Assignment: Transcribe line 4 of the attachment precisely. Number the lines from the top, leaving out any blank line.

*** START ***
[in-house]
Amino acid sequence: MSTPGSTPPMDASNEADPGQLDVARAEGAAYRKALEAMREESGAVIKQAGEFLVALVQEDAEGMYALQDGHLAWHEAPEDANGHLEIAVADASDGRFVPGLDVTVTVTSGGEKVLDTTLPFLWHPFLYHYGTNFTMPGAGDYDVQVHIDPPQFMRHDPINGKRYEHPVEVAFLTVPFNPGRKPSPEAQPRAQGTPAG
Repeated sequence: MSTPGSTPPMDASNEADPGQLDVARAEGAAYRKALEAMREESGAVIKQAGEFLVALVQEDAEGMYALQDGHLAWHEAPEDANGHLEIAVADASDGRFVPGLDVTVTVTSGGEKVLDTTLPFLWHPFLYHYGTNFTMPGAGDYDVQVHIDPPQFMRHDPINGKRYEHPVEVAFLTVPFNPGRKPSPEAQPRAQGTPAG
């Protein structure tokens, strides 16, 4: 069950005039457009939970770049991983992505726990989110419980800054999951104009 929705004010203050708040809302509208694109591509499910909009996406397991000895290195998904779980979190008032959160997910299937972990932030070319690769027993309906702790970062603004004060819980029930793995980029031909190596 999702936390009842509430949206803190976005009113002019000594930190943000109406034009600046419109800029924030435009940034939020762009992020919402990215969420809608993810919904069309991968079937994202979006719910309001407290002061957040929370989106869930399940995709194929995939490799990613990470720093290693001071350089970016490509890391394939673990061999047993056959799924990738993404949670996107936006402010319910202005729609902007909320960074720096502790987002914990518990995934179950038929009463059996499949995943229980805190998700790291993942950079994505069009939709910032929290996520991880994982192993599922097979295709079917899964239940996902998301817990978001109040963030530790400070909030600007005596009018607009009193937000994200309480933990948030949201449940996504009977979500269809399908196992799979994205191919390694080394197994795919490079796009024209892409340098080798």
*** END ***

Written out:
């Protein structure tokens, strides 16, 4: 069950005039457009939970770049991983992505726990989110419980800054999951104009 929705004010203050708040809302509208694109591509499910909009996406397991000895290195998904779980979190008032959160997910299937972990932030070319690769027993309906702790970062603004004060819980029930793995980029031909190596 999702936390009842509430949206803190976005009113002019000594930190943000109406034009600046419109800029924030435009940034939020762009992020919402990215969420809608993810919904069309991968079937994202979006719910309001407290002061957040929370989106869930399940995709194929995939490799990613990470720093290693001071350089970016490509890391394939673990061999047993056959799924990738993404949670996107936006402010319910202005729609902007909320960074720096502790987002914990518990995934179950038929009463059996499949995943229980805190998700790291993942950079994505069009939709910032929290996520991880994982192993599922097979295709079917899964239940996902998301817990978001109040963030530790400070909030600007005596009018607009009193937000994200309480933990948030949201449940996504009977979500269809399908196992799979994205191919390694080394197994795919490079796009024209892409340098080798």